Leaked documents obtained by The Guardian reveal that the European Commission is on the verge of reneging on its promise to prohibit the use of Europe’s most hazardous chemicals, except in essential cases.
This commitment was a key element of the European green deal launched in 2020.
The update to the EU’s Reach regulation was expected to ban the use of between 7,000 and 12,000 hazardous substances in all saleable products, including per-and poly-fluoroalkyl substances (PFAS), commonly known as “forever chemicals.”
PFAS compounds accumulate in nature and the human body and have been linked to various illnesses, including hormonal, reproductive, and carcinogenic conditions.
However, pressure from Europe’s chemical industry and right-wing political parties has prompted the European Commission to reconsider its stance.
This industry-led pushback has sparked concerns within the EU about the implications for public health and policymaking.
An EU official expressed their unease, stating, “We are being pushed to be less strict on industry all the time.”
Proposed Restrictions on Hazardous Chemicals
A leaked legislative document seen by The Guardian presents three options that would restrict the presence of hazardous chemicals in 1%, 10%, or 50% of current market products.
Typically, the EU selects the middle option.
Tatiana Santos, head of chemicals policy at the European Environmental Bureau, criticized the EU’s failure to control harmful chemicals, noting the detrimental impact on Europeans’ health and well-being.
She warned that the EU’s retreat on regulation could undermine the credibility of the European green deal and foster skepticism regarding alliances with powerful toxic lobbies.
The leaked 77-page impact study is part of the revision of the EU’s Reach regulation and is scheduled to be launched later this year.
Although the text could still be altered, officials suggest that the options currently under consideration have not significantly changed.
Health Savings vs. Industry Costs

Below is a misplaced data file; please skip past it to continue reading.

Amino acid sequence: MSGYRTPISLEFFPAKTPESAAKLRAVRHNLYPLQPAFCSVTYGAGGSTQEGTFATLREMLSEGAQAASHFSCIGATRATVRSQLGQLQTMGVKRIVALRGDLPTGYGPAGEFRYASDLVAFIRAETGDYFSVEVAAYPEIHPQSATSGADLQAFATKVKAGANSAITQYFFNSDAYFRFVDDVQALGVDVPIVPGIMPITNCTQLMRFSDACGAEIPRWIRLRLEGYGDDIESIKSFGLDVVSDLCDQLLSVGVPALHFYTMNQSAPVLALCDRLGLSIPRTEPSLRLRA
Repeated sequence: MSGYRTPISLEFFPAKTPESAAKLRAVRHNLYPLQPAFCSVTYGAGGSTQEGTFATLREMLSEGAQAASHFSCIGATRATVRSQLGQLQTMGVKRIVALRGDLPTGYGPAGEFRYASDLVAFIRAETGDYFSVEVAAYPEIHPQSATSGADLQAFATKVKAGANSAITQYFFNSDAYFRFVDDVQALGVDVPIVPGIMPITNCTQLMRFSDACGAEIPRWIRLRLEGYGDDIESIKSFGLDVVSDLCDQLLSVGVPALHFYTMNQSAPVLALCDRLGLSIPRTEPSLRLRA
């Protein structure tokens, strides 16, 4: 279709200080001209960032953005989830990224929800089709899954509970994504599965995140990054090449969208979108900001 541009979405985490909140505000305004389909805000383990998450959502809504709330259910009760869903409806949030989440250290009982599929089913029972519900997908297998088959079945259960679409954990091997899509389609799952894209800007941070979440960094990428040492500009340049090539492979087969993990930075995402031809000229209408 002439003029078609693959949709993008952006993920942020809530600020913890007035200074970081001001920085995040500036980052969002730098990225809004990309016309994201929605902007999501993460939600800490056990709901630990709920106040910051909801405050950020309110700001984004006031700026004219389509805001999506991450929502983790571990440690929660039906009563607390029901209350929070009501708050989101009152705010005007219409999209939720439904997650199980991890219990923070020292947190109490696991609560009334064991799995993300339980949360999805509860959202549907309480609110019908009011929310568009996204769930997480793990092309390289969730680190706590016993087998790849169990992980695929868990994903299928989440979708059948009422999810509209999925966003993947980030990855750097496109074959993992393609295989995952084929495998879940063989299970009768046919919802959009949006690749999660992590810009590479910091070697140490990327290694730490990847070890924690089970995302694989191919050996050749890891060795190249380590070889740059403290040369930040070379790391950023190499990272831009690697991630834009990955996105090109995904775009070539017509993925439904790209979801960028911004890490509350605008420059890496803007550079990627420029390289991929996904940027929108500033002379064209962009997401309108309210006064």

According to the draft analysis, the health benefits resulting from chemical bans would outweigh industry costs by a factor of ten.
The reduction in healthcare expenditures related to illnesses such as cancer and obesity could reach €11 billion to €31 billion per year, while adjustment costs for businesses would range from €0.9 billion to €2.7 billion per year.
Apart from PFAS, EU regulators found that 17% of European children faced risks from combined exposure to mixtures of phthalates, which are linked to developmental and reproductive disorders.
Traces of the reprotoxic endocrine disruptor bisphenol A were also detected in 92% of adults.
Internal Divisions and Delayed Implementation
The delay in updating the Reach regulation can be attributed to disagreements between two EU Commission departments responsible for drafting the new law.
The environment directorate advocated for stringent measures, while the internal market directorate resisted.
An anonymous EU official noted a shift in support for consumers and the environment, which has affected the commission’s attitude toward industry.
The official described the prevailing sentiment as an inclination to avoid creating trouble for industry, regardless of the potential public health benefits.
Several EU leaders have contributed to the pressure to soften regulations.
French President Emmanuel Macron called for a “regulatory pause” in environmental laws to support industry, while Belgian Prime Minister Alexander De Croo warned against overburdening businesses with rules and regulations.
These calls coincided with a proposal by Germany’s BASF, a major chemicals company, to downsize its operations in Europe permanently, citing overregulation as a reason.
Lobbying Influence and Regulatory Capture
The chemical industry and its associated players have actively lobbied against the proposed chemical bans.
German industry association VCI, for example, advocated for a postponement of the ban, claiming that it would have detrimental effects on German industry.
The VCI received substantial funding from Germany’s Christian Democratic Union and Christian Social Union parties, which are part of the European People’s Party.
Corporate Europe Observatory’s analysis indicates that PFAS industry players in Germany employed 94 lobbyists and spent a combined €9 million annually.
In Brussels, 12 members of the PFAS industry have 72 individual lobbyists, with an annual expenditure of €18.6 million to €21.1 million.
The Reach reform has also become a battleground concerning the new inventory for polymers, the building blocks of plastics.
Critics argue that the current situation reflects regulatory capture by incumbents seeking to stifle the growth of alternative chemicals industries.
Originally a priority for the European Commission, the Reach reform aimed to eliminate the use of the most harmful chemicals in consumer products. However, it appears that the commission is now striving to strike a balance between stakeholder interests while ensuring high levels of protection for human health and the environment.